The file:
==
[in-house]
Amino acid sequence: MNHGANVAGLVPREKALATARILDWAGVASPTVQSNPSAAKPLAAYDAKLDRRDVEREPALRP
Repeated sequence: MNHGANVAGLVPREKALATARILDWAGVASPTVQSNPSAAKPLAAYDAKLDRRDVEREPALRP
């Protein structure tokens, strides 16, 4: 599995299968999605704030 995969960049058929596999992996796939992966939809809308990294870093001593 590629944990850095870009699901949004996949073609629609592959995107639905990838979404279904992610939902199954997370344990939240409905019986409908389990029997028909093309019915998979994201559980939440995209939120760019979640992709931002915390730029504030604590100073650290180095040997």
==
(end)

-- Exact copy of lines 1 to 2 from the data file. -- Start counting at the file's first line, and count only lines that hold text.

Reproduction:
[in-house]
Amino acid sequence: MNHGANVAGLVPREKALATARILDWAGVASPTVQSNPSAAKPLAAYDAKLDRRDVEREPALRP